I’ve been dreading this whole week for months now. May 12th, the anniversary of The Call. The day I found out I had breast cancer. Ironically, it is also my daughter’s half-birthday. The anniversary of my crappy luck forever tied to a celebration.
My daughter’s birthday wasn’t the only celebration around my cancer-versary. Last year I spent the weekend before learning I had cancer at my friends’ annual Kentucky Derby party and celebrating Mother’s Day.
I’d love to glorify that weekend and say that everything was perfect before cancer, but it wasn’t. Don’t get me wrong, my friends are some of the most wonderful hosts I know, and their Derby Party is one of the highlights each year on my party calendar. I dress up and sport a big hat, while my husband wears a wonderfully obnoxious madras jacket and bow tie. My friend Josh auctions off the horses, and then we all drink Mint Juleps as we realize we threw our money away yet again on a losing horse.
While I enjoyed the party last year, I also found myself complaining to friends about one of my kids being especially difficult. Looking back, it was one of those phases where a kid tests his/her boundaries (testing Mom’s patience in the process). What I didn’t talk about was how I had found two lumps, and had a mammogram scheduled in two days.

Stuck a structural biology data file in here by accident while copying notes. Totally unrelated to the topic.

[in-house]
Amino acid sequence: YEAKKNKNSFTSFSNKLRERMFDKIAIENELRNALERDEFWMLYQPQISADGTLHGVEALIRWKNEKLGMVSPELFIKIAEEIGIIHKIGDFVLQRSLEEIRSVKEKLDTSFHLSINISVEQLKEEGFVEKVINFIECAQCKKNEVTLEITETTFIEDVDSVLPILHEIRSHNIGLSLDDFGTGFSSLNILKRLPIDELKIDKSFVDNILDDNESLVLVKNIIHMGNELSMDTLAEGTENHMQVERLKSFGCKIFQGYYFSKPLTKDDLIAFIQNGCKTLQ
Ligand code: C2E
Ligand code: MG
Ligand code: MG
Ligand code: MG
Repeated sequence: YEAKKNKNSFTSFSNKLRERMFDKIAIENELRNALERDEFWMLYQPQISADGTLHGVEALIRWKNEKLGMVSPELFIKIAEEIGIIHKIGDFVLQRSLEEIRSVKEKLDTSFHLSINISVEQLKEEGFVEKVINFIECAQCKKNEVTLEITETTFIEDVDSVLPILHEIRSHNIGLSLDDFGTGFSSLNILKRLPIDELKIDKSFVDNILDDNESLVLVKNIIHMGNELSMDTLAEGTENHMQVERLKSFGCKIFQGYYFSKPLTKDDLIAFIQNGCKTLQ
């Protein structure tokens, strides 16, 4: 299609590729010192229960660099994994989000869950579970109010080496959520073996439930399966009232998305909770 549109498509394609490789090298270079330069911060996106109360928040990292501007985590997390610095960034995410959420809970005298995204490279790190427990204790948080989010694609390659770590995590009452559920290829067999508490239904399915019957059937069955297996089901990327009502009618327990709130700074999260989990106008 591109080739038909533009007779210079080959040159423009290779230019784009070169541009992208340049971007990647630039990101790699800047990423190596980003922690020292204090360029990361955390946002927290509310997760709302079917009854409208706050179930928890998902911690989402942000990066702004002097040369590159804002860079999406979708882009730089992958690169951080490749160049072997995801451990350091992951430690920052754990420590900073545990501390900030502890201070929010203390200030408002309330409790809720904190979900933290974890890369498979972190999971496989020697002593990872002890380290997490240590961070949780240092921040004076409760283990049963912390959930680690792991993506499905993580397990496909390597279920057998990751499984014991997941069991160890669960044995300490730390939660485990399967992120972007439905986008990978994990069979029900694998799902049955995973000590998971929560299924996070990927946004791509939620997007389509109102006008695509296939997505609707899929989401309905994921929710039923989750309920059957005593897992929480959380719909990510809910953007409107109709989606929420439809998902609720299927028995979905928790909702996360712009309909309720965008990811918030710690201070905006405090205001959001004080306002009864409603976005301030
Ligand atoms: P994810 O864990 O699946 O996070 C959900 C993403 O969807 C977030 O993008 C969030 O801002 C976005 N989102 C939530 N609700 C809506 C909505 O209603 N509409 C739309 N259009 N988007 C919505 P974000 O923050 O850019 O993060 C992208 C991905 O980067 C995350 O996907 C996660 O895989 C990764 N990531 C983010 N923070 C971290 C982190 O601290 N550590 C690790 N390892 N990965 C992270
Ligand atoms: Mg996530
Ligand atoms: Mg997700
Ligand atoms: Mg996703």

The next day, Mother’s Day, wasn’t much better. I was on edge and silently worrying about my appointment the next day. My kids, not aware of the tension and anxiety in my mind, were uncooperative and whiny about my brunch selection. We ended up changing our plans, but that still didn’t prevent my youngest from throwing a fit in the restaurant. We bowed out early, and I’m pretty sure at one point in the day I told them that they had “ruined Mother’s Day.”
Mom of the Year, right? That quote only served to haunt me in the days, weeks, and months to come as I feared that it might be my last Mother’s Day.
I was not looking forward to revisiting these annual celebrations. Mother’s Day and the Derby reminded me of my last two “normal” days, and how my world turned upside down after that. In the days that followed were a mammogram, biopsy, and The Call two days later that I indeed had cancer. I then plunged headfirst into surgery, a diagnosis worse than originally expected, chemo, hair loss, recurrence, radiation, exhaustion, and all the other crap that comes with cancer.